News - Sydney Morning Herald

China Sees Maritime Periphery as 'Deeply Hostile,' Rudd Tells U.S. Cadets

    Author:
  • Kirsty Needham
| Mar. 18, 2018

Beijing: Former Australian prime minister Kevin Rudd has told the Westpoint military academy in the United States that China sees its maritime periphery as "deeply hostile" and the region as allied against it.

He urged America's future military leaders to understand how Chinese leaders think "and how the world should most productively engage with them".

"The Chinese are fundamentally fixated on the formidable array of US military assets deployed by US Pacific Command across the entire region," he said.

China's response was to seek to fracture the ring of US allies, which includes Australia.

China had missile forces targeted in a strategy of "air-sea denial" to cause doubt in the minds of US Pacific Command on the "winnability" of large US military operations in support of Taiwan, or in the South China Sea.

But China's softer economic engagement in the region was the bottom line, he said.

"China has already become a more important economic partner than the United States to practically every country in wider East Asia ... From economic power proceeds political power; from political power proceeds foreign policy power; and from foreign policy power proceeds strategic power. That is China's strategy."

China will replace the US as the world's largest economy, and will begin to challenge US regional, but not global military, dominance, he said.

As it rises, China will want to change the global order, but it was not clear by how much.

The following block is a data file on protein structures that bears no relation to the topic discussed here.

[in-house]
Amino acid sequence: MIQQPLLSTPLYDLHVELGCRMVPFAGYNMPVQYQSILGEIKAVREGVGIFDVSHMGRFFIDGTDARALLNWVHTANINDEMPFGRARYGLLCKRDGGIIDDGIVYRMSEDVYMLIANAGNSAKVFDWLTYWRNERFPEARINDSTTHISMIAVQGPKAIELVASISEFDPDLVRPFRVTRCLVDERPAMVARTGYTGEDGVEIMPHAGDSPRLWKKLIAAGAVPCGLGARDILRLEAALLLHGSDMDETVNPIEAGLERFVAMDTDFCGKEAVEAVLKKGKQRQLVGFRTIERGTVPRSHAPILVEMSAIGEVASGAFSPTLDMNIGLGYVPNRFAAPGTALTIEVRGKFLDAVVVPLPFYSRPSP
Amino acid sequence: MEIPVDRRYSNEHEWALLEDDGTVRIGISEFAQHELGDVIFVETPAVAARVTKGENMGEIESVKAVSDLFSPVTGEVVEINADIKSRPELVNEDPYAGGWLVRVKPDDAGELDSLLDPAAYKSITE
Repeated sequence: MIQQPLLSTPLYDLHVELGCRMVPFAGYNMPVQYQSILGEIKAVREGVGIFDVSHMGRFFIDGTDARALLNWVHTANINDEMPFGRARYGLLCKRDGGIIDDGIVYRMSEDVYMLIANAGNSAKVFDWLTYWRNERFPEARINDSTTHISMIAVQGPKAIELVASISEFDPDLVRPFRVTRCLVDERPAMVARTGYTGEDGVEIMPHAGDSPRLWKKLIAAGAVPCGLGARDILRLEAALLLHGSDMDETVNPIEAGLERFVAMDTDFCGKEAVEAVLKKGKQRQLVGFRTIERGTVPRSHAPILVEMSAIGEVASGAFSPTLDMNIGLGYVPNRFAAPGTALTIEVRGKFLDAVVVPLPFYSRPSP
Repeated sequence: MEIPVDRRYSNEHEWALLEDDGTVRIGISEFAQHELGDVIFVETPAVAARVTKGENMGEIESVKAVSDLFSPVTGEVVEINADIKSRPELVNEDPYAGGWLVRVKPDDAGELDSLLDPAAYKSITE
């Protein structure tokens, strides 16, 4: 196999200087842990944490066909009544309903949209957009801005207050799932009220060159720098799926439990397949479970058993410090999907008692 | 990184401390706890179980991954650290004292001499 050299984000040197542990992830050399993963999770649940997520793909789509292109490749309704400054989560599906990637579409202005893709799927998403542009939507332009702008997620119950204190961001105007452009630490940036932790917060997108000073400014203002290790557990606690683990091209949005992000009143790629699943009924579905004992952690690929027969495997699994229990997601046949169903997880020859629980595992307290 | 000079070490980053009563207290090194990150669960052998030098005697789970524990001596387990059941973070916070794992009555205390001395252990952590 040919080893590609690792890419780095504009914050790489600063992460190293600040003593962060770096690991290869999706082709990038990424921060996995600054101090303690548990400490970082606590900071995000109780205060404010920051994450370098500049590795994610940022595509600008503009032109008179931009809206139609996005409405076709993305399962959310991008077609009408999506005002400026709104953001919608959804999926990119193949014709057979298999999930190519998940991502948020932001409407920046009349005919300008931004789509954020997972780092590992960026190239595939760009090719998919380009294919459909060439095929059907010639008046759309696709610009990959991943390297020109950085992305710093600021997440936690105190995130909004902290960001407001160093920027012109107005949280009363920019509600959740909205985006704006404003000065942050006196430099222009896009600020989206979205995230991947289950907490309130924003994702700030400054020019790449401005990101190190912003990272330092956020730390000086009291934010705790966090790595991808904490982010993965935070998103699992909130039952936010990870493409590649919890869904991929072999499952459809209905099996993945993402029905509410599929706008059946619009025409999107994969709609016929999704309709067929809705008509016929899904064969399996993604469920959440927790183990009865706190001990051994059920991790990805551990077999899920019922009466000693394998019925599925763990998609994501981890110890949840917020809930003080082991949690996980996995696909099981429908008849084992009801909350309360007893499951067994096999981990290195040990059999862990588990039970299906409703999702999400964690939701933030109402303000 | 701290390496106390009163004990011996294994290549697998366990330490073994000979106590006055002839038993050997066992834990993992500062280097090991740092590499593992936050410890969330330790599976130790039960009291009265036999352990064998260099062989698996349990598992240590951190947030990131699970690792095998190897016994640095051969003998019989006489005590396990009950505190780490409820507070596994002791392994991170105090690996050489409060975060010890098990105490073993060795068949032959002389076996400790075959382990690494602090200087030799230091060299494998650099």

Chinese President Xi Jinping is the most powerful leader since Mao Zedong, after his anti-corruption campaign had not only cleaned up the country's "almost industrial level corruption" but also cleared away political opponents.

"For the rest of the world, Xi Jinping represents a formidable partner, competitor or adversary, depending on the paths that are chosen in the future."

Mr Rudd's speech to West Point, a 200-year-old US military institution, was made earlier this month as China's annual rubber-stamp Parliament opened.

At the weekend, the National People's Congress continued to approve big changes from past Chinese political practice, driven by Xi.

Xi's close ally and former chief of the corruption campaign, Wang Qishan, was elevated to Vice-President of China, with no term limits.

Wang, 69, is expected to steer China's turbulent relationship with the US. He has close ties to Wall Street and met former Trump adviser Steve Bannon last year.

His promotion comes despite being past retirement age, and having stepped down from the party's elite power group, the Politburo Standing Committee.

China's new National Supervision Commission will widen the anti-corruption campaign beyond Communist Party members, but will be led by a more junior official than the Communist Party graft watchdog.

Yang Xiaodu was the deputy head of Central Commission for Discipline Inspection, which indicates the new civilian commission will be subservient to the party.

Mr Rudd said in his speech there was no real prospect of pushback within China against Xi in the foreseeable future.

Xi's form of authoritarianism asserted the party over the state, and ideology over pragmatic policy, he said.

In economic policy, China's reform had slowed. There are "worrying signs" as the party asserted its role in private firms, including the government considering taking equity in the most successful Chinese private firms.

He suggested China could be going left on politics in order to go right on the economy, but the jury was out.

The next year under China's new economic team, including Mr Wang, will be critical.

For more information on this publication: Please contact the Belfer Communications Office
For Academic Citation: Needham, Kirsty. “China Sees Maritime Periphery as 'Deeply Hostile,' Rudd Tells U.S. Cadets.” News, Sydney Morning Herald, March 18, 2018.

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